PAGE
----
Photo by Alexandra on Unsplash

“Art is not the possession of the few who are recognized writers, painters, musicians; it is the authentic expression of any and all individuality. Those who have the gift of creative expression in unusually large measure disclose the meaning of the individuality of others to those others. In participating in the work of art, they become artists in their activity. They learn to know and honor individuality in whatever form it appears. The fountains of creative activity are discovered and released. The free individuality which is the source of art is also the final source of creative development in time.”
—John Dewey

The art we create can be a catalyst, a tipping point, or even a spark to a flame inside of those in our community. The community just needs to experience our art. That is why I think it is important for artists to collaborate with each other. It is why I think that it is important for artists to collaborate with folks and organizations doing community-minded work. We can’t wait for the call from them for a commissioned piece or an invitation to share at an event. We know the impact art can have. We should seek them out for partnership. To envision something larger than an accent on a moment. To build something deeper.

There are people in the community doing great work on the ground. Hunt for them. Reach out. Go check out something on their calendar. See if they are a fit for you. If not, then check for the next group, organizer, or organization. If you can’t find anything, mine your network. See if anyone knows of folks. Even if they are in a neighboring area, they can often tell you who is working in your city. They can sometimes give you insight into the history of that work in your community and why there isn’t anyone doing that work now. A lot of times someone was doing it and something happened. That can be helpful to know. If any of those folks are still in town, then you might want to meet them and see what is possible. There is a story there.

Sometimes we feel like we have a sense of what is going on, but many of these folks don’t have huge marketing budgets. Many work under the radar. They may not be known but they have an impact. The work they do matters to who they serve and they are committed day in and day out. They could benefit from working with us, having art at their disposal. We could benefit from working with them and placing our art with folks who need it. The community will benefit from seeing the issue in a new way and hearing new stories. There is so much potential there.

The anger, frustration, hurt, and bitterness that folks face in these times are real. There are those moments we scream out for a collective “we,” and I get it. It’s a rallying cry. It’s a disruption to the bubble we can get caught in navigating our own lives. It is one of the reasons that demonstrations still have a place in our society. It is a gathering place for folks who feel the same heaviness. I say that art activities and events are also gathering places. A place for those who feel the same heaviness. Not only that, but it is also a place to gather and remember joy, resilience, and overcoming. It is a place for dreams and affirmations, celebration, and remembrance. It can be an inspiration or a call to action.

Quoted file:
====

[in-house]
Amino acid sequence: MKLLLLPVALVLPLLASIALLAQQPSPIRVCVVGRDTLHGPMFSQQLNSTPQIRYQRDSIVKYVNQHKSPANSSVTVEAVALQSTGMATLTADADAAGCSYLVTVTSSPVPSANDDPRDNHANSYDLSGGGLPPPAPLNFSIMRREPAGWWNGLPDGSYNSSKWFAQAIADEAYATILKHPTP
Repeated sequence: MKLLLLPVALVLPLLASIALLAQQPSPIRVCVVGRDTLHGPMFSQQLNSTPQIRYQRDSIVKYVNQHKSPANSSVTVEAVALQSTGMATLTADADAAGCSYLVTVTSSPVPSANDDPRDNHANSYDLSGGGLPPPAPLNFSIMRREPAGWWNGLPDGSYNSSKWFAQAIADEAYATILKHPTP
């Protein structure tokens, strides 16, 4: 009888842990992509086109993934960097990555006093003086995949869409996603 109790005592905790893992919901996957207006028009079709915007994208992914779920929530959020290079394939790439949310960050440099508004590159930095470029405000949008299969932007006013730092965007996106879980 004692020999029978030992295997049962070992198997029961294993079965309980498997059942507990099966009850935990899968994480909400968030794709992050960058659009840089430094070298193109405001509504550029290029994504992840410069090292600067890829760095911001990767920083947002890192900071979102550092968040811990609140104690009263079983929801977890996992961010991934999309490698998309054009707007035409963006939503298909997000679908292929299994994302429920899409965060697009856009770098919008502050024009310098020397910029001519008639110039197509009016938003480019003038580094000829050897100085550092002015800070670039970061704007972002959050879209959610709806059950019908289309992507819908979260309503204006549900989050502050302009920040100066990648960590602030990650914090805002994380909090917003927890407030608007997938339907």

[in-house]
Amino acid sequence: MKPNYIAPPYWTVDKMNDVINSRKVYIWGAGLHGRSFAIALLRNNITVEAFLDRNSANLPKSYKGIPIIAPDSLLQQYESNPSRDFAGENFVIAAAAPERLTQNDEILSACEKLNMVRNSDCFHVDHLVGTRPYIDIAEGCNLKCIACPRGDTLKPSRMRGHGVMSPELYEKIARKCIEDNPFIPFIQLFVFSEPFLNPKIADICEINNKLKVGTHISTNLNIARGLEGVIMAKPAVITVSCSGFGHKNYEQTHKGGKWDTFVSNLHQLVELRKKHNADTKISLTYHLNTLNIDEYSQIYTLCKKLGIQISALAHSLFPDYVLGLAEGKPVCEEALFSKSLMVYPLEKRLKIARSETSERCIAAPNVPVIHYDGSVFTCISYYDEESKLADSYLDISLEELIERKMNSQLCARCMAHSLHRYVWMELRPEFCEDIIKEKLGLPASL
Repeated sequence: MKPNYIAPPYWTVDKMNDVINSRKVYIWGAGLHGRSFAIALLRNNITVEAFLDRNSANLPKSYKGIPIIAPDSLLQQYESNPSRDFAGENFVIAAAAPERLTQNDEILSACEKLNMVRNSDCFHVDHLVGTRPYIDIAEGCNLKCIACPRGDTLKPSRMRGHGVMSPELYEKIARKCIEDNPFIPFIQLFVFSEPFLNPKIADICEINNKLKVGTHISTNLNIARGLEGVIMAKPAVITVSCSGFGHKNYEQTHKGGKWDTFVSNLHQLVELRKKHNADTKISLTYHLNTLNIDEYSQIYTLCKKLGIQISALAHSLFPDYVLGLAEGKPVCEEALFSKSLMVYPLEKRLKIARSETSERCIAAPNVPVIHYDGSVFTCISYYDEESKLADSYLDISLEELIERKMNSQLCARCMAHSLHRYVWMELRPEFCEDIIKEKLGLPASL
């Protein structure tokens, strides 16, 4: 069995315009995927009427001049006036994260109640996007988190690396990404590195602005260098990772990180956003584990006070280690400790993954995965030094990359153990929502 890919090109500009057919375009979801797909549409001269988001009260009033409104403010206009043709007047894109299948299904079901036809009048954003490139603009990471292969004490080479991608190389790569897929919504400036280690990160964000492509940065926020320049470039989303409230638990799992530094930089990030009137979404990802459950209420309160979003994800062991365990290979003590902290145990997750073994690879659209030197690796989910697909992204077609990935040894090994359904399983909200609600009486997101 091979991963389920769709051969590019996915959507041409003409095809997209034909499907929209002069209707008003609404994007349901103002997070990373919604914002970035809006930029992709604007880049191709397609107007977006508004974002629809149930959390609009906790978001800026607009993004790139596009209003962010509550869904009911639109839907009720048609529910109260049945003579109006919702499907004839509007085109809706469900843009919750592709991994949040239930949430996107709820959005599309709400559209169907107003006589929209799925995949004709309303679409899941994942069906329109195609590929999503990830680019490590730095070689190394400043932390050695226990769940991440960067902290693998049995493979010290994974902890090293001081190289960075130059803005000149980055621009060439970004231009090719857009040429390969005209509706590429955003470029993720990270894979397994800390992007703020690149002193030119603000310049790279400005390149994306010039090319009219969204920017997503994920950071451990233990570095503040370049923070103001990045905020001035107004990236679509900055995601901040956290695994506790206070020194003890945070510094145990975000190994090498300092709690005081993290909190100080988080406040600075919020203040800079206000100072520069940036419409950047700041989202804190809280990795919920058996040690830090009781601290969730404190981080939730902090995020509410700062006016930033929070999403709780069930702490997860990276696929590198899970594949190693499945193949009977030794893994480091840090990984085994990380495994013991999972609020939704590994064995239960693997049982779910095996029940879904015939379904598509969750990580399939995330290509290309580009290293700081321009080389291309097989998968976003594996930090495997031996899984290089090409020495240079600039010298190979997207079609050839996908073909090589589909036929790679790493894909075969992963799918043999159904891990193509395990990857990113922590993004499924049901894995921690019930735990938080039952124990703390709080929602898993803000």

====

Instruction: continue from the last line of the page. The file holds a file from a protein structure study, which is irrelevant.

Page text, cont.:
Partners are waiting to work with you. They just don’t know how to make it happen. We don’t have to wait until they figure it out. We can reach out. We can let them know we are willing to sit at the table and figure out it together. You have a gift, they have an understanding, and you both have a purpose. You see and feel what the people around you are going through. It is in the art you create. They see and work in the midst of what the people around them are going through. It is in their hearts to affect change.

They can use your help. So find the folks you want to work with. Dig in. Remember self-care. Remember balance. Remember that you are deserved of saying “yes” and “no.”

A lot of times we see a need and a possibility and either try to put something together ourselves. Sometimes we are paralyzed by the fact that we aren’t in a position to do the thing. You don’t have to be the one to pull it all together. You can take your thoughts to folks and build collaboration. You are going to find folks who can see what you envision, place it in the right context, and help execute it effectively.

That’s a way to build the collective “we” that we need to make a difference. It doesn’t have to be all at once. It doesn’t have to be at our expense of ourselves. It doesn’t have to be grand and expansive. It just has to happen. Every step is part of a march toward the tomorrow we want to see.

I see it. We can do it. Let’s take this art out and help shape the world.

Dasan Ahanu